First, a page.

To disable the TLS 1.1 protocol, create an Enabled entry in the appropriate subkey. This entry does not exist in the registry by default. After you have created the entry, change the DWORD value to 0. To enable the protocol, change the DWORD value to 1.

TLS 1.1 subkey table

Subkey Description Default
Client Controls the use of TLS 1.1 on the client. Enabled
Server Controls the use of TLS 1.1 on the server. Enabled
DisabledByDefault Flag to disable TLS 1.1 by default. Enabled

 

Enabling WPA2-Enterprise in Windows Vista and Windows 7

It is important to manually configure WPA2-Enterprise for your wireless network profile in Windows Vista and Windows 7. You must not be in the process of associating to the SSID because the configurations will not save correctly. Follow the steps below to configure WPA2-Enterprise.

  1. In Windows, navigate to Control Panel > Network and Internet > Network and Sharing Center.
  2. Click Manage Wireless networks.
  3. Click Add.
  4. Choose Manually create a network profile.
  5. On the next page, enter the following:
  • Network name: This is the SSID name. It is case sensitive.
  • Security type: Choose WPA2-Enterprise.
  • Encryption type: Choose AES.
  • Check Start this connection automatically if you want Windows to connect to this network automatically.
  • Check Connect even if the network is not broadcasting if the SSID is hidden and you want Windows to connect to this network automatically.

Click Next.

If the RADIUS server has a certificate that may not be trusted by the wireless client or is not a member of the domain in which the RADIUS server resides, on the “Successfully added” page, click Change connection settings.

  1. Choose the Security tab.
  1. Click Settings.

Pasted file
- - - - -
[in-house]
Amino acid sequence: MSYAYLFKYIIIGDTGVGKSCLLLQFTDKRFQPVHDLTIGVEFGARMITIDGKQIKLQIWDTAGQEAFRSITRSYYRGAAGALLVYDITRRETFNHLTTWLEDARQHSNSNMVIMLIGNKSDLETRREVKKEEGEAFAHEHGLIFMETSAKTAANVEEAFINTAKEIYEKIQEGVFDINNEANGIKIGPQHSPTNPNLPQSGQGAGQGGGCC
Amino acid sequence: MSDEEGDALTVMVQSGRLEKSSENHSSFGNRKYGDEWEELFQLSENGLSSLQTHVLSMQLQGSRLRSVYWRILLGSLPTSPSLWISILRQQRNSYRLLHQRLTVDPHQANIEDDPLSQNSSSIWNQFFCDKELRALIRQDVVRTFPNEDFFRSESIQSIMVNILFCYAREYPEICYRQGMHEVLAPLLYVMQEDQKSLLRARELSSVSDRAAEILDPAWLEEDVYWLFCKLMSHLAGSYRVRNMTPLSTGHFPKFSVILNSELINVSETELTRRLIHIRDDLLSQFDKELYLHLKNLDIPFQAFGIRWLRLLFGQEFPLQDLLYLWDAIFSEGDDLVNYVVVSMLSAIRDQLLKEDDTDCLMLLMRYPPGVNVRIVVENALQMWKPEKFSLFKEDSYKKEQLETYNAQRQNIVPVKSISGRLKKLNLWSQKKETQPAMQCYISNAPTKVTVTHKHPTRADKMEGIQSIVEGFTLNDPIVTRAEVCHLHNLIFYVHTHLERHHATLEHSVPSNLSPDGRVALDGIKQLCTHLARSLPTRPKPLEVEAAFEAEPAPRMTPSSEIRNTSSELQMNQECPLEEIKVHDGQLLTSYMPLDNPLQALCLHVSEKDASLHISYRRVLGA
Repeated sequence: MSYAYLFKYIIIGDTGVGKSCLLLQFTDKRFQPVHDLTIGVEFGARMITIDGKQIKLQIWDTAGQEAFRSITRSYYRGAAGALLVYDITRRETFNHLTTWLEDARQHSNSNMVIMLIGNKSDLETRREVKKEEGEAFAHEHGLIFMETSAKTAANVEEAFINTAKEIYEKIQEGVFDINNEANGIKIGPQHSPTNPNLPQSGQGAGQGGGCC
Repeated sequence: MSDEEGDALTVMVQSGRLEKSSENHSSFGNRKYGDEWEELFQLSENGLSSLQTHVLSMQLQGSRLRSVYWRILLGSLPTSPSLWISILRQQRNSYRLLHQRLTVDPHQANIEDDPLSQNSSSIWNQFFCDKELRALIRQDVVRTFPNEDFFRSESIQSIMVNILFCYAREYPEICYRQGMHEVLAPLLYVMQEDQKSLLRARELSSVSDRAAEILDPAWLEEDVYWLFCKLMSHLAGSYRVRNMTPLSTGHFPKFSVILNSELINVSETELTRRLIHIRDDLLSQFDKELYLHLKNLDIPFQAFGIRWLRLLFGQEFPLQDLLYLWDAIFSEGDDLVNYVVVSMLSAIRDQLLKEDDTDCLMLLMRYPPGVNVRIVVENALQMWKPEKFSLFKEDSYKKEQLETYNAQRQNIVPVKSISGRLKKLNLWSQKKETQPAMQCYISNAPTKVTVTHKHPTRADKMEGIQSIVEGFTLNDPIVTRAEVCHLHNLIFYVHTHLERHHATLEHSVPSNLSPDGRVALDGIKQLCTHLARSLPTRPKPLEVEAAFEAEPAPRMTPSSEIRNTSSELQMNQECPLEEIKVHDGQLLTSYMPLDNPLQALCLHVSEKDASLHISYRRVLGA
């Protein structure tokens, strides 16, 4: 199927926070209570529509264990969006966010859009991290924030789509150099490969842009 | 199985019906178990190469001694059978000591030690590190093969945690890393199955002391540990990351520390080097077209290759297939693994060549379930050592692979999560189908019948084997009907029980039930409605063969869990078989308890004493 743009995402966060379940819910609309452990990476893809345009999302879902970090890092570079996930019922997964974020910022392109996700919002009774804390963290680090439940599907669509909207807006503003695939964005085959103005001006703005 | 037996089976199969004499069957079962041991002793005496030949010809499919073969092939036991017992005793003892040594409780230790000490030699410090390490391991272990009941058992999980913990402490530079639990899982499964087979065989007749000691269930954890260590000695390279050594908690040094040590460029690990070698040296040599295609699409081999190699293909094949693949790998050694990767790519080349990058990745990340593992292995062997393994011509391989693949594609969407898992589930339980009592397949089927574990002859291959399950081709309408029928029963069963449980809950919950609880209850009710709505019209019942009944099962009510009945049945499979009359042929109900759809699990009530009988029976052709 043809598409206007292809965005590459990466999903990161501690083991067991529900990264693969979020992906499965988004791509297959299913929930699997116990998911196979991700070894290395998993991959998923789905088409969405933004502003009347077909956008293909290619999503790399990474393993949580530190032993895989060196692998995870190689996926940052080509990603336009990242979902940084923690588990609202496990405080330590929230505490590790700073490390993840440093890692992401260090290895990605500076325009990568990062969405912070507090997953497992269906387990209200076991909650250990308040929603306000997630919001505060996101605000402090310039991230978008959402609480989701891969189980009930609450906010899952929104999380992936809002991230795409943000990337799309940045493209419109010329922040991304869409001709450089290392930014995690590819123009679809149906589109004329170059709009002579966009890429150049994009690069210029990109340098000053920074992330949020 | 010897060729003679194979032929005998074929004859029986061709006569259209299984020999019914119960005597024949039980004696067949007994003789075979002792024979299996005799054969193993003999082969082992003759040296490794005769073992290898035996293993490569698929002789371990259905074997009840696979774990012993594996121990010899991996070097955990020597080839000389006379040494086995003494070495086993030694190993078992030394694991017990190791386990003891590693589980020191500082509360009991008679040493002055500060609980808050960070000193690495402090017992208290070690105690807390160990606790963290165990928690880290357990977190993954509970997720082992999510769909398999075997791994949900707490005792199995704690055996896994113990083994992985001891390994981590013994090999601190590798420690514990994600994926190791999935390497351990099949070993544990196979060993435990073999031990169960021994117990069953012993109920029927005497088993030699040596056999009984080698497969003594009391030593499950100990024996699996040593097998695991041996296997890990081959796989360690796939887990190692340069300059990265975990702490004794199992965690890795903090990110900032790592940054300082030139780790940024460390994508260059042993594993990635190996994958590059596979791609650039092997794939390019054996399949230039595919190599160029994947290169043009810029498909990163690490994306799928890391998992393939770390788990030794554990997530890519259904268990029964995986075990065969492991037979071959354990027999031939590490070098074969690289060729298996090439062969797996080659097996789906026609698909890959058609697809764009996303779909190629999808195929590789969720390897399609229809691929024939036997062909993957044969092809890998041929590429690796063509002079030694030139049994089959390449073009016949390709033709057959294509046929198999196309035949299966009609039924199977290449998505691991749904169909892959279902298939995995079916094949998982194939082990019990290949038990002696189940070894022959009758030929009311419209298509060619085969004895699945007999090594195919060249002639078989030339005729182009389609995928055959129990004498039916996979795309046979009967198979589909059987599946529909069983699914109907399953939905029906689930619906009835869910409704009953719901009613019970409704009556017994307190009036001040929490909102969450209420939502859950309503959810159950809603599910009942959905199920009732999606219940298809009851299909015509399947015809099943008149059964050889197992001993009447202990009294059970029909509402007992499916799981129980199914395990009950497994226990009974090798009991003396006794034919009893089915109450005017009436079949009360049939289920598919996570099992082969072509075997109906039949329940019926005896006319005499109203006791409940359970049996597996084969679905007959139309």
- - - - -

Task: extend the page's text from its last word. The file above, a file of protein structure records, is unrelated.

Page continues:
2. Uncheck Validate server certificate if the wireless client may not trust the RADIUS server certificate.
  3. For the Authentication Method, choose EAP-MSCHAP v2.
  4. Click Configure.
  5. Uncheck Automatically use my Windows logon on name and password if the computer is not on the domain.
  6. Click OK.

It may be required to specify user or computer authentication based on whether the client is part of the domain or if machine or user authentication is a condition of the RADIUS policy.

To choose user or computer authentication, from the Security tab,

 a) Click Advanced settings.

b) Select the 802.1X settingstab.

c) Check Specify authentication mode.

d) Choose User or computer authentication. Or choose an alternate option if required.

e) Click OK to close out.

Note: Your computer will use your Windows logon credentials and domain unless you uncheck the box as shown in the Step 12 screenshot.

WPA2-Enterprise with 802.1X Authentication

https://documentation.meraki.com/MR/Encryption_and_Authentication/Wireless_Encryption_and_Authentication_Overview

RADIUS: Configuring PEAP EAP-MSCHAPv2

/Wireless_LAN/Encryption_and_Authentication/Enterprise_(802.1X)/RADIUS:_WPA2-Enterprise_With_PEAP-MSCHAPv2_Using_Microsoft_NPS

How to run Firefox when your profile is missing or inaccessible

If you see a “Profile Missing” error message that says, Your Firefox profile cannot be loaded. It may be missing or inaccessible it usually means that Firefox can’t find or access the profile folder. This article explains what to do if you see this error.

FXprofile-cannot-be-loaded